The Opioid Epidemic In Germany
Germany is the most populous country and the largest economy in the European Union. As such, Germany has attracted the attention of researchers who study the impact of opioids in parts of the world beyond the United States. While many Germans struggle with opioid abuse, a German study published in Deutsches Ärzteblatt last November suggests that opioid abuse in Germany has not reached the severity of the epidemic in America. The differences between healthcare systems in Germany and the United States might explain the discrepancy.
According to the study, survey data from 2000 indicates that 127,000 to 190,000 Germans struggled with an opioid use disorder that year. To determine the number of Germans with an opioid use disorder in 2016, the last year for which complete information is available, the researchers examined data from inpatient and outpatient treatment facilities as well as Germany’s opioid substitution registry.
The aggregated data allowed the researchers to estimate with high confidence the number of Germans with an opioid use disorder in Germany as a whole and in each German state. In 2016, only 0.2% of the German population, or 166,300 people, struggled with opioid addiction. North-Rhine Westphalia, Germany’s most populous region, was home to an estimated 53,851 opioid-addicted Germans, the highest number for any state. Notably, Brandenburg had the lowest estimated number at only 248 people, even though Brandenburg contains Berlin and the state’s population surpasses the populations of several other states.
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Comparisons With The United States
Overall, the number of Germans addicted to opioids from 2000 to 2016 did not dramatically increase, but the number of opioid-related overdoses in America skyrocketed by over 300% during that same timeframe. Meanwhile, Germany did not experience an upward trend in overdoses. For example, the number of opioid-related fatalities in Germany was 1,394 in 2007 and 1,333 in 2016, the year in which about 63,000 Americans suffered a fatal opioid overdose.
Nevertheless, Germany is second only to the United States by volume of opioid prescriptions. In both countries, opioids are still prescribed for chronic pain. Even still, while the United States leads the world in opioid overdoses, Germany is following the European tendency of minimizing the harmful effects which opioids inflict on society.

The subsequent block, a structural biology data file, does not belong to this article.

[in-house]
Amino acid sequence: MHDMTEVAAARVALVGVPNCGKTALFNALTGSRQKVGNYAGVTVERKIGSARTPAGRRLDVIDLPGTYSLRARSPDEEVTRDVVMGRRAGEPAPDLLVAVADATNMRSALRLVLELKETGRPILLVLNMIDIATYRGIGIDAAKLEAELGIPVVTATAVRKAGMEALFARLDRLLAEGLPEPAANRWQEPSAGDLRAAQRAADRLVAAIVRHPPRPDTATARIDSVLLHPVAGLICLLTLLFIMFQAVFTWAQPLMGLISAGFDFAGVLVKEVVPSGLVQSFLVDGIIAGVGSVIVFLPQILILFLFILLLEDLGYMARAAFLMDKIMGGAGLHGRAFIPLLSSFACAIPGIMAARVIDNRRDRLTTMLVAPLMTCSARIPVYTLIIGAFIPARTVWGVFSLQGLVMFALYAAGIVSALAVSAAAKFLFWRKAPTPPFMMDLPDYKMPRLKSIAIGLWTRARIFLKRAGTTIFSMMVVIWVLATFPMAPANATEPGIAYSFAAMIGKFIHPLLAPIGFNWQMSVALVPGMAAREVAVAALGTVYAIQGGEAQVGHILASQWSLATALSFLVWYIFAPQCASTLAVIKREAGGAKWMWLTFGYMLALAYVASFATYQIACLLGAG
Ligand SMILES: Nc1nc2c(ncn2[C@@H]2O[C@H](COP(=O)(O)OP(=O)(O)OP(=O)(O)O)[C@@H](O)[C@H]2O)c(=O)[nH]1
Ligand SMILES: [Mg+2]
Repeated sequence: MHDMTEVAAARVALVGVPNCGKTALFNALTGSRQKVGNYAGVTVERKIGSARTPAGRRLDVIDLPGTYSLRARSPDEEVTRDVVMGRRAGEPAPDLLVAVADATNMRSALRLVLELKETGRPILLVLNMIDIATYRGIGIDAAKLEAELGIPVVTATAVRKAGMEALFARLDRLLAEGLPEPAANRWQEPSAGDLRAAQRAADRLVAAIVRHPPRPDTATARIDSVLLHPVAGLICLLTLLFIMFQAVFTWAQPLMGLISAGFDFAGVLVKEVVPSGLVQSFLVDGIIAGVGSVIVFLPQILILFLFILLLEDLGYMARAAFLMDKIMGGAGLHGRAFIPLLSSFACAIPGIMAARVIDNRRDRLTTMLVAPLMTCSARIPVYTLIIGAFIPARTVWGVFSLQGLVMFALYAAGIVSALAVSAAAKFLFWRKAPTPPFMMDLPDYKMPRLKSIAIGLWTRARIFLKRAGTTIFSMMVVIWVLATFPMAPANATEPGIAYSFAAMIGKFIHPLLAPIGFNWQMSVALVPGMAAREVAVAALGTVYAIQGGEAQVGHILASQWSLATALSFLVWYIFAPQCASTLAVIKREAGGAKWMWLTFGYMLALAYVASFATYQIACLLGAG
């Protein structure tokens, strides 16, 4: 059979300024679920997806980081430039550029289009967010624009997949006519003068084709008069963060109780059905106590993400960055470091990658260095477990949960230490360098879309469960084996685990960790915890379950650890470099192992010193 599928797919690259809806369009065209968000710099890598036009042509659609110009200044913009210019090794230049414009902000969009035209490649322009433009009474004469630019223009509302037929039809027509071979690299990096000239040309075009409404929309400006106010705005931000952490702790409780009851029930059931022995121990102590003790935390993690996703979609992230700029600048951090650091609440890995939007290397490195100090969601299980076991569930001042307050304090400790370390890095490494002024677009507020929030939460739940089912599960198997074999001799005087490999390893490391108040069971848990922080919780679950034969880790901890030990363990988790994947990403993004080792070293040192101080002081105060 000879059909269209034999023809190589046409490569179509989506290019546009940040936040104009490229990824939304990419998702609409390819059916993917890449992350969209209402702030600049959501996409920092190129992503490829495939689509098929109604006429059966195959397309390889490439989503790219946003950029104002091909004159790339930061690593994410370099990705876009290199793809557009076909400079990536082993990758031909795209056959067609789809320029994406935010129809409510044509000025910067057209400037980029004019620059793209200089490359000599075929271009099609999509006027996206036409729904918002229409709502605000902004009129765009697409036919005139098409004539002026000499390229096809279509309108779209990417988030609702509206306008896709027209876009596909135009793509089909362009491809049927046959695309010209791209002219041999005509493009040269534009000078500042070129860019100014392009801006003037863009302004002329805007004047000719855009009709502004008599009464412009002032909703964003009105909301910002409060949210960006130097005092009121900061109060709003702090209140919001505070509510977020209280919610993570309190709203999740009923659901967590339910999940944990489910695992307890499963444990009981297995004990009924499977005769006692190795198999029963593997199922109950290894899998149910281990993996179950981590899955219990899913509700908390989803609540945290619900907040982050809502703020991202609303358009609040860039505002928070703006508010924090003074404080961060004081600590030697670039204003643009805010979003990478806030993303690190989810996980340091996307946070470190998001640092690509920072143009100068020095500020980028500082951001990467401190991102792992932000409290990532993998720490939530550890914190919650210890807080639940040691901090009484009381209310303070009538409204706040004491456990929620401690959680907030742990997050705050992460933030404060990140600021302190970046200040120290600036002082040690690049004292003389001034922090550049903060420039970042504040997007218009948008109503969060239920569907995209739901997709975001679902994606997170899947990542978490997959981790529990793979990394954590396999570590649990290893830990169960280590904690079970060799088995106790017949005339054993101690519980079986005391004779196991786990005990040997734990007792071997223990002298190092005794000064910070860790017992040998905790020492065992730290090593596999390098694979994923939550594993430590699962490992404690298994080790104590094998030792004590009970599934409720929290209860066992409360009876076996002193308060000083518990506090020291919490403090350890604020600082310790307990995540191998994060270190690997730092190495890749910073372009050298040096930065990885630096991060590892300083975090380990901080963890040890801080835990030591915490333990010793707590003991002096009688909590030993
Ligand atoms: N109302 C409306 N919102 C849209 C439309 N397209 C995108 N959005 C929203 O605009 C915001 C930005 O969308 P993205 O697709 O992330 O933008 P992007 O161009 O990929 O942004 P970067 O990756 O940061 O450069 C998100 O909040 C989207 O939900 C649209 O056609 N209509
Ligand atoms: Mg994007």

The Effects Of Harm Reduction Strategies
According to Dr. Peter Raiser of the German Center for Addiction Issues, “among the most important reasons we do not face a similar opioid crisis seems to be a more responsible and restrained practice of prescription.” The German healthcare system is primarily state-funded, with only a minority of its costs covered by private insurance. Consequently, German doctors are less susceptible to pressure from Big Pharma to write unnecessary opioid prescriptions, a major contributing factor to the opioid crisis in the United States.
“Here in Germany, they prescribe opiates if all the other drugs don’t work,” Dr. Dieter Naber of the University of Hamburg explained while commenting on the study. The German healthcare system readily pays for alternatives to opioids for patients who suffering pain, especially when a patient has a history of addiction. Moreover, Germans who struggle with an opioid use disorder have easier access to addiction treatment, including anti-addiction medications like methadone and buprenorphine.
Additionally, the German healthcare system tends to utilize “harm reduction” strategies that the Organization for Economic Cooperation and Development have classified as “best practices” in response to opioid addiction. Germans with opioid use disorders are better able than Americans to safely use opioids in supervised drug consumption centers and benefit from clean-needle exchanges.
In the United States, such programs are likely to encounter legal obstacles. By contrast, there were at least 24 drug consumption centers in six German states in 2019. The centers prevent people from suffering overdoses or fatal withdrawal and remove them from unregulated markets for illegal drugs. With prescriptions controls, affordable treatment, and harm reduction measures, Germany suffers less addiction and sustains fewer casualties despite the prevalence of opioids in the country.
Nathan Yerby is a writer and researcher. He is a graduate of the University of Central Florida.
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